Tell CareerBuilder to Stop Using Chimpanzees in Advertising!
Dear [Decision Maker],
Chimpanzees are an endangered species. Their habitat is being destroyed. They are slaughtered for the bush meat trade. Entire colonies are often killed to obtain infants for sale as pets or for use in entertainment. While the importation of wild-caught animals is illegal in the U.S. and throughout the world, there is a thriving black market for these animals as the demand for them continues.
When CareerBuilder made its decision to use chimpanzees in its ads, did it consider the plight of these animals in the wild? Conservation efforts have been hampered by the continued exploitation of chimpanzees in the U.S. for use in research, as pets, and in the entertainment industry. The use of chimpanzees in advertising and in the movies gives a perception that chimpanzees are abundant, fun-loving, and most of all protected. None of this is true.
The use of chimpanzees by the entertainment industry not only undermines the conservation of animals, but also subjects the animals to a lifetime of mistreatment, starting with early withdrawal from their mothers, and including many documented instances of abuse towards juvenile and adult animals to ensure that they perform as demanded. While abuse may not have occurred during the filming of the CareerBuilder commercial, as per the approval of the American Humane Association, that does not mean that there is no abuse occurring in preparing the animals for their on-screen "antics." Three of the chimpanzees used by CareerBuilder in the past have now been retired to the Center for Great Apes in Florida, a sanctuary where they can live out the balance of their lives without further exploitation.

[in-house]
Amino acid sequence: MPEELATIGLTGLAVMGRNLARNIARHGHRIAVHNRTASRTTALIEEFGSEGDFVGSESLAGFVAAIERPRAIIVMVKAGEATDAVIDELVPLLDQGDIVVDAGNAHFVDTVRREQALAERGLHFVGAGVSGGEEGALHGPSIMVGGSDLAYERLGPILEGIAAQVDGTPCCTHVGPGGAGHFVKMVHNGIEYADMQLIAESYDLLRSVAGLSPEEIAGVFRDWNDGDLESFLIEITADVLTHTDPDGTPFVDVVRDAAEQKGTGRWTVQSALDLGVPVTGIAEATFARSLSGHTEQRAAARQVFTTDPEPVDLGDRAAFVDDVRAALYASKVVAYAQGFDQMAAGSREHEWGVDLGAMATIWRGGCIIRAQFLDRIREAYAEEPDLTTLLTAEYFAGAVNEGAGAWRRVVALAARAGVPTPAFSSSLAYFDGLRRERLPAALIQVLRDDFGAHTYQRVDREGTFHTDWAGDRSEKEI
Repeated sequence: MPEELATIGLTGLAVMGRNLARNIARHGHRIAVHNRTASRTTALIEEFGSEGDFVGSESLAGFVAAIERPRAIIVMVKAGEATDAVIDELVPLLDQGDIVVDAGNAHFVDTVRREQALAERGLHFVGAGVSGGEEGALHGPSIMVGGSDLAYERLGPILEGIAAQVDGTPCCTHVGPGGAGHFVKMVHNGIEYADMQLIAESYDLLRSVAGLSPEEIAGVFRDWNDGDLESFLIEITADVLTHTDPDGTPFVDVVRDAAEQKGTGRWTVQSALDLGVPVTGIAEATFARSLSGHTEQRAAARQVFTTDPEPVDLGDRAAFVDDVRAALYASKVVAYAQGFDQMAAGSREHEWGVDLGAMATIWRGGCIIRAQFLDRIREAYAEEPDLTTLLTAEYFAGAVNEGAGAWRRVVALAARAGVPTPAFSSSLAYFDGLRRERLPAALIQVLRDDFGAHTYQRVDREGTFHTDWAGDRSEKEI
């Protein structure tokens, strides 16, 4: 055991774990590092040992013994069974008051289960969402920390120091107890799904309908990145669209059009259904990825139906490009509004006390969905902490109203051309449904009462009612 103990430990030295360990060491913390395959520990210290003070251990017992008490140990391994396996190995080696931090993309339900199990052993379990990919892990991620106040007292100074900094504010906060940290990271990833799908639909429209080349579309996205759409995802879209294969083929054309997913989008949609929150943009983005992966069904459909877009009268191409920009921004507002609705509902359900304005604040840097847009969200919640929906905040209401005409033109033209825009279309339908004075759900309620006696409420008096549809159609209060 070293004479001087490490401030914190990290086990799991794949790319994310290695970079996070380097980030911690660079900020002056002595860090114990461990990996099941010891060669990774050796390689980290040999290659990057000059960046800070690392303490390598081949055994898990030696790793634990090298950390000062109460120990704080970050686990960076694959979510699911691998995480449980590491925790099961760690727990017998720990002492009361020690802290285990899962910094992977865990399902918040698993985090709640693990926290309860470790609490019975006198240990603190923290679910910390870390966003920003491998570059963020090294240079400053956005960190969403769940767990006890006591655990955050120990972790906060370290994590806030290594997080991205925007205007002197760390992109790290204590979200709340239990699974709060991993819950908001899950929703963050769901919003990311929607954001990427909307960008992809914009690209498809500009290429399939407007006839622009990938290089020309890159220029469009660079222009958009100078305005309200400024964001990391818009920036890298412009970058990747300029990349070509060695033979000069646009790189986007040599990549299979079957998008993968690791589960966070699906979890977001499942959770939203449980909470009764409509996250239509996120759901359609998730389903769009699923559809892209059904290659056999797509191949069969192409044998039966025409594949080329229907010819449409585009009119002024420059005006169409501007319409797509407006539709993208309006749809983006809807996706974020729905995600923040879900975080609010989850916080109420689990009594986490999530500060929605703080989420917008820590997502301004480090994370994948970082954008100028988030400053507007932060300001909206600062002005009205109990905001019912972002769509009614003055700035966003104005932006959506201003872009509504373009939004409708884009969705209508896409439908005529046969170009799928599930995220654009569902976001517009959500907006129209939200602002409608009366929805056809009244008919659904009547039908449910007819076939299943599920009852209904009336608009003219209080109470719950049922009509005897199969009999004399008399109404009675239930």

According to a petition recently filed with the U.S. Fish and Wildlife Service, requesting an upgrade of captive chimpanzees from threatened to endangered status, "The use of chimpanzees for entertainment purposes negatively impacts the species, regardless of whether the individual chimpanzee featured is bred in captivity or smuggled out of the wild. Multiple studies confirm that when people see chimpanzees portrayed in these unnatural entertainment depictions they acquire misperceptions of the species that undermine legitimate conservation efforts by fueling demand for pet chimpanzees and reinforcing negative conservation attitudes."
Is CareerBuilder's desire to use chimpanzees in its ads a fair trade for further imperiling an endangered species? I challenge you to use your marketing skills to develop a truly effective ad campaign that places no individual or species at risk.
[City, State ZIP]